Imma stop you right there. The kit kat was what sent me in search of what proper foods should taste like. I grew up in the US and as a kid I travelled to Canada with my Dad around age 10. He bought me a kit kat bar at a gas station at some point and I remember it looking much different than the ones in the US. I tasted it and it was the best kit kat I ever had in my life up until that point. It ruined me. I couldn't eat a US one again and enjoy it.

It turns out in the US we are sold a kit kat made of lies and deceit under license by Hershey. (actually it's just they use a ton more sugar and less cacao solids)

The original kit kat was made by Rowntree which was later purchased by Nestle, that's who makes them outside the US. I found out duty free sold cases of UK kit kats on the US/CA border so I've been like a kit kat missionary giving them to friends/family over the years and converting them. Shout out to Japan for making crazy flavors too.

Anyways the kit kat was my awakening to fake food products in the US and since then the curiosity stuck to just about any other kind of food. Lately I have been spreading the good news about real cinnamon since it really does have a whole depth of complexity in flavor that cassia (what all US stores sell) doesn't have.


actually it's just they use a ton more sugar and less cacao solids

Pretty much what I would have guessed, based on the food products available for sale it seems clear to me that Americans prefer their foods to contain the highest possible amounts of sugar & salt.


I thought that at first too. But the reality is (most) Americans prefer quantity over quality and it’s cheaper to cut down on cacao and fill with sugar. Less about actual flavor profile here.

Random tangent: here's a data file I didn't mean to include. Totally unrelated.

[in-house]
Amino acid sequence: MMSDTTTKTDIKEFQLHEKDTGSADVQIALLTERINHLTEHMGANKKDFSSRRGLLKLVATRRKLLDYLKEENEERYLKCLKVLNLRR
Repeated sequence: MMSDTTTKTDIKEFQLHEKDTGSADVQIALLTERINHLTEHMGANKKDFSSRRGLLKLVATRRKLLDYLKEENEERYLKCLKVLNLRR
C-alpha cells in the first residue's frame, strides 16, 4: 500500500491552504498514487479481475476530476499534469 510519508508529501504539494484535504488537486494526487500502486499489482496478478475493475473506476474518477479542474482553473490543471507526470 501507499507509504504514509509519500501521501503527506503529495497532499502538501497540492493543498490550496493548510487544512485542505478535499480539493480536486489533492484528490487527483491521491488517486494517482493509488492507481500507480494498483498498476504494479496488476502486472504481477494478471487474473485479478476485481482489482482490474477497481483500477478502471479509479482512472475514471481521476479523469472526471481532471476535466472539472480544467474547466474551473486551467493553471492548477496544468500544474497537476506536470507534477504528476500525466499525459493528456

A region with very different preferences on chocolate is Japan. All milk chocolate I’ve had from there is much less sweet than European or American chocolate.


> But the reality is (most) Americans prefer quantity over quality

This is incorrect. I used to manufacture hot sauce, and it's really about the cost margins calculus. The big sellers fill their products full of fluff to keep their costs down, and to squeeze out the maximum amount of profit they can while still keeping sales steady. It's what happens when food manufacture becomes a for-profit venture at industrial scales. I would argue this has led to our current health crisis and should be re-evaluated.


> this slider format is terrible. I didn't get to the end of the article because of it.

if u shrink your window thinner it goes vertical like a normal article.


I’ve been on a personal quest to taste, at least once, the real version of things. Just so that I could say I had and have a point of reference. Olive oil that was pressed in front of my eyes, honey that was extracted from a hive in front of my eyes, etc... I wish there was a service that I could buy samples of food that were guaranteed to be the real thing.